Aster: The real challenge for me came in how I could make it feel lived-in while avoiding the camp that comes with movies like this. How could I avoid the impression that I was giving nods to other films where it was just a village of ominous figures with false smiles, ushering characters to their doom? I tried to make this a place where you could be indoctrinated as you watched. A place where you could find yourself at home, because ultimately, that's what a group like this can be to others—a potential home to anyone seeking a home. Scene by scene, I was always interested in making sure that each of these Swedish characters never felt like one-dimensional creepy cult members. For me, that would have been the worst-case scenario.
But what made you go from thinking about a thing like dysfunctional relationships to the twisted material in Midsommar?
Aster: It starts with the fact that I'm a massive fan of melodrama. I'm drawn to it because it forces a filmmaker to make the landscape of a film as severe as the feelings of its characters. It's tied to expressionism, where the point is to tie an emotional experience with the physical reality of what's being presented. I looked to match the exterior to the interior. Midsommar for me was my breakup movie that felt as big, consuming, and cataclysmic as breakups tend to feel. It's not the end of the world, but in a way it is. You build your life around a person, and all of a sudden, you find yourself in this very existential situation where you're alone again. You have to look at your situation head-on, and face the fact that all of us are alone by nature. It's why we put so much energy into our relationships—because it's a distraction from the fact of our aloneness.
That sounds deeply personal. Did you see your own story through that relationship dynamic?
Aster: I've been in both shoes before. I've clung to people who are less invested in the relationship than I am, and I've wanted to leave something but been afraid to hurt the other person, so I understand that feeling. But for me, it was crucial for this place in Midsommar to have a vibrant sense of history with a deep well of tradition that you could stand in, which would feel real and tangible. At the same time, the residents who existed in that space would be there to fulfill a need, much like a relationship.
And that concept is undeniably creepy at times, but it's also a surprisingly funny movie. Why introduce comedy into a film like this?
Reynor: When Ari and I sat with each other, we both had some serious admiration for this great British satirist, Chris Morris. His work challenged the audience, it was divisive, and when my friends would watch it, only half of them would laugh while some would wonder what the fuck I was showing them. I believe that humor operates in a similar space. It serves as a device to challenge the audience to see what they're willing to be on board with. It develops your feelings, and it was interesting for both of us to observe who laughed. It almost says something about the audience as much as it does about Midsommar.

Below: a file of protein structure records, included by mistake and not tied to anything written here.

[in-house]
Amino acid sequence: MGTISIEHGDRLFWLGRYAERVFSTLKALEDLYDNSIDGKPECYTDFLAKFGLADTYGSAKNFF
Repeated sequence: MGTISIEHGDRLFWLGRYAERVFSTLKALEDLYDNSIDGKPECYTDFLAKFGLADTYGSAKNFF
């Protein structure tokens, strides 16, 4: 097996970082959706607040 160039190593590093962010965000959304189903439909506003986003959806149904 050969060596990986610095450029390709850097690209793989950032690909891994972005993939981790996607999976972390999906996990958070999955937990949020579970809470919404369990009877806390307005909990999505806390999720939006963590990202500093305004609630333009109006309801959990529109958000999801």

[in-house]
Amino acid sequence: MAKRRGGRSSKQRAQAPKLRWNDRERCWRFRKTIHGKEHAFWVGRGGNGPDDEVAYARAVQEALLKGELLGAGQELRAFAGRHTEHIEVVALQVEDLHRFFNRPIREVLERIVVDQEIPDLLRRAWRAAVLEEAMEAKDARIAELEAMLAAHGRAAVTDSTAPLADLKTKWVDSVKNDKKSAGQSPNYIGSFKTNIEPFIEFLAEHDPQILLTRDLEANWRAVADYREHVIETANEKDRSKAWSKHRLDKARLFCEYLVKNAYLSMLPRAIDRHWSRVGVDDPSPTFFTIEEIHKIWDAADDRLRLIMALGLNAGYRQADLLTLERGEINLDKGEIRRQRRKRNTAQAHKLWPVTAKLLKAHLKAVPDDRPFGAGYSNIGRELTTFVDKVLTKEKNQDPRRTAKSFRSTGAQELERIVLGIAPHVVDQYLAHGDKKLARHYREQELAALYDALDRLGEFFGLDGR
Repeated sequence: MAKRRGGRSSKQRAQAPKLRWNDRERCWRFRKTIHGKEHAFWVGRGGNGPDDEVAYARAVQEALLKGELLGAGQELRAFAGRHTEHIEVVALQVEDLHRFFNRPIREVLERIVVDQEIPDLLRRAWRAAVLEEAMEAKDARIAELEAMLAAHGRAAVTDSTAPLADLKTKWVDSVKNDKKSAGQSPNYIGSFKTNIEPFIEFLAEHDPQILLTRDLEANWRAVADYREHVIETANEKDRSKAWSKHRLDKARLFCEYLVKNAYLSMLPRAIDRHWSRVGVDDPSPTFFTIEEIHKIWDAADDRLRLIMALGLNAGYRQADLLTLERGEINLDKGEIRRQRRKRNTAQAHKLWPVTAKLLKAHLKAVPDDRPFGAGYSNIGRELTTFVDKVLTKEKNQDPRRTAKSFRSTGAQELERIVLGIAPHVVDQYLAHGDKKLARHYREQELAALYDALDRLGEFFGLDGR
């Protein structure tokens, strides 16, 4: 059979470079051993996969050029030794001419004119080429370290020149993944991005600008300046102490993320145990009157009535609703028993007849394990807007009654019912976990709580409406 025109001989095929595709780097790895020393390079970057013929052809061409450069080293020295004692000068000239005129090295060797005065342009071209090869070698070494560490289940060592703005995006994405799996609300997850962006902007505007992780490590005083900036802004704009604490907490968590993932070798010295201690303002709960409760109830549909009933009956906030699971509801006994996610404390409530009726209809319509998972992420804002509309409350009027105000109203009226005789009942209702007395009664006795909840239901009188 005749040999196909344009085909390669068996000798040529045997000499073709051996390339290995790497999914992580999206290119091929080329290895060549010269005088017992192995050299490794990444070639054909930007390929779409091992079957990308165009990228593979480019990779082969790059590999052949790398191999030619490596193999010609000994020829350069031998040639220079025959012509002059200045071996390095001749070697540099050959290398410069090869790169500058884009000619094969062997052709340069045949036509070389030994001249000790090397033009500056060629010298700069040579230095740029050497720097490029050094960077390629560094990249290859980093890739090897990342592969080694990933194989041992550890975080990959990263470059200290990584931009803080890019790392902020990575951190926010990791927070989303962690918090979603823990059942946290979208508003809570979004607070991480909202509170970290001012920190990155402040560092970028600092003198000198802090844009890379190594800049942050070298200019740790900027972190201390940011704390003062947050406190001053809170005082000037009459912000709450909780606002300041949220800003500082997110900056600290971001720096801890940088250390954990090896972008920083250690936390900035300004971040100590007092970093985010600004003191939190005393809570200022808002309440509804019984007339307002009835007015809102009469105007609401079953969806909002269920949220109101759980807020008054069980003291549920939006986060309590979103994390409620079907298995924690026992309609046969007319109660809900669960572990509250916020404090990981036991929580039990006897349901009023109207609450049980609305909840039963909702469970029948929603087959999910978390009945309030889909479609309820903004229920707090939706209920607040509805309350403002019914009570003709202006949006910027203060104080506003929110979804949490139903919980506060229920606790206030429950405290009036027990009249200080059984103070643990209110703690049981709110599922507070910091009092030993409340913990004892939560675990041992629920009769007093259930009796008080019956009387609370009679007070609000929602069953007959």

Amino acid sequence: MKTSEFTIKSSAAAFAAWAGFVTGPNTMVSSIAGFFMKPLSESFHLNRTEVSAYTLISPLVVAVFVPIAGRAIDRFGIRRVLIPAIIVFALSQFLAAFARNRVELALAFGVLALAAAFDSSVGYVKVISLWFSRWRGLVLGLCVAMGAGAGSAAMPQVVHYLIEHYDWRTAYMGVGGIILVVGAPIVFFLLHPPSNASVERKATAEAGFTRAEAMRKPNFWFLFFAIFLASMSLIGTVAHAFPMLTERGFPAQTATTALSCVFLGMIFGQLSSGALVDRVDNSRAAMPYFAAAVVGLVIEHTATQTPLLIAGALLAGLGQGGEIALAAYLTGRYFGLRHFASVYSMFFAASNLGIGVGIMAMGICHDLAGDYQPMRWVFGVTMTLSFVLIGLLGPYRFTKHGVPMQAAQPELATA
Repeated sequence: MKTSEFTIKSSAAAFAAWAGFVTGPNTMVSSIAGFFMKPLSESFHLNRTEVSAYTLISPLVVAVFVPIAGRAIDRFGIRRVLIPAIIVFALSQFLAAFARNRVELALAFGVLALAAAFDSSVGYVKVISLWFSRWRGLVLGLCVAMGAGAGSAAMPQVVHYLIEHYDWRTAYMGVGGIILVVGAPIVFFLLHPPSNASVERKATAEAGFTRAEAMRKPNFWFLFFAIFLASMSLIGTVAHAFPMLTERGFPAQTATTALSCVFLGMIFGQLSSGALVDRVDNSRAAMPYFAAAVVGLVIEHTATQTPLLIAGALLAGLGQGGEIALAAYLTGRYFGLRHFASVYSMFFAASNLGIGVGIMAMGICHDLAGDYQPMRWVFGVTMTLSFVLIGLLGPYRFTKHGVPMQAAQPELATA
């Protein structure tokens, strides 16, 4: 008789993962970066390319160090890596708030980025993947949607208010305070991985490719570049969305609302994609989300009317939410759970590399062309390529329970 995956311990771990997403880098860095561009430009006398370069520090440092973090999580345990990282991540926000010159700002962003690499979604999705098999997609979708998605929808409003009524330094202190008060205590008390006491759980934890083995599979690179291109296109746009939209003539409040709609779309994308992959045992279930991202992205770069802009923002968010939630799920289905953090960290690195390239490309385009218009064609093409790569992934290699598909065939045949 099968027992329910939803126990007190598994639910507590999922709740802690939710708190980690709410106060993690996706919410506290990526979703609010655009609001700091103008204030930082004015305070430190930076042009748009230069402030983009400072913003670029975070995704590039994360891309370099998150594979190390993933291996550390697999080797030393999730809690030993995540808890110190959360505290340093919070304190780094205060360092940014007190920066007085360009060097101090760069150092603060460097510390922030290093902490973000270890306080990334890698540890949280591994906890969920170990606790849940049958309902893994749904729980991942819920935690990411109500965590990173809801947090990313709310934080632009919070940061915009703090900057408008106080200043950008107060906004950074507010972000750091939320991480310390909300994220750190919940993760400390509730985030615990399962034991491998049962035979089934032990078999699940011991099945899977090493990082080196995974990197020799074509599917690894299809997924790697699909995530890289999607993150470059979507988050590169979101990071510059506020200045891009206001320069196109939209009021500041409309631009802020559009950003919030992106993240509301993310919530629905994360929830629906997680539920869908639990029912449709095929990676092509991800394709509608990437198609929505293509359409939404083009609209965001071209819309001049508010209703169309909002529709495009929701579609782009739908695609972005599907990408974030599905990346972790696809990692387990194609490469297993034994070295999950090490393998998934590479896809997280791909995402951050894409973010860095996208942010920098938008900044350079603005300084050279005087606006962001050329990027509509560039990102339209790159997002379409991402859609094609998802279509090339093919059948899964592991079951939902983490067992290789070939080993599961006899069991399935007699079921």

So what do you think it says when people can laugh during some terrible moments in a movie like Midsommar? Because at times, I couldn't laugh.
Reynor: I think it says something about the nature of our reactionary response and how that has changed over the last 15 or 20 years with the advent of social media and connectivity. We're so quick to engage with things and leave them within the same breath. I also think laughing is a coping mechanism. We laugh when we're scared and when we see things that we haven't built enough of a support structure to handle. It's immediately apparent in the audience with Midsommar.
You're a cinephile first and foremost, Ari, so if there were a list of films to watch to understand the craziness of Midsommar, what would that list look like?
Aster: I could point you to different folk horror movies, but if anything, they were only reference points for me as a kid, and I never returned to them. On a technical front, I thought of the color films of Powell and Pressburger, but if I'm honest, I was actually looking at breakup movies when I came up with Midsommar. It's how I view this film, like a fairy-tale breakup movie.
My favorite is still Modern Romance (1981), which I thought about within the context of Midsommar. Whenever I go through a breakup, I run to that. There are a lot of other movies that do that for me as well, like Scenes from a Marriage (1974), which I've gone also gone to when I was going through it. There's also a documentary by Allan King called A Married Couple (1969) which is amazing in the way it chronicles a relationship falling apart. This is all to say that I wanted to make a film that people would go to after a breakup. I want it to exist in a space where you go through this bad something, and now it's time to watch Midsommar.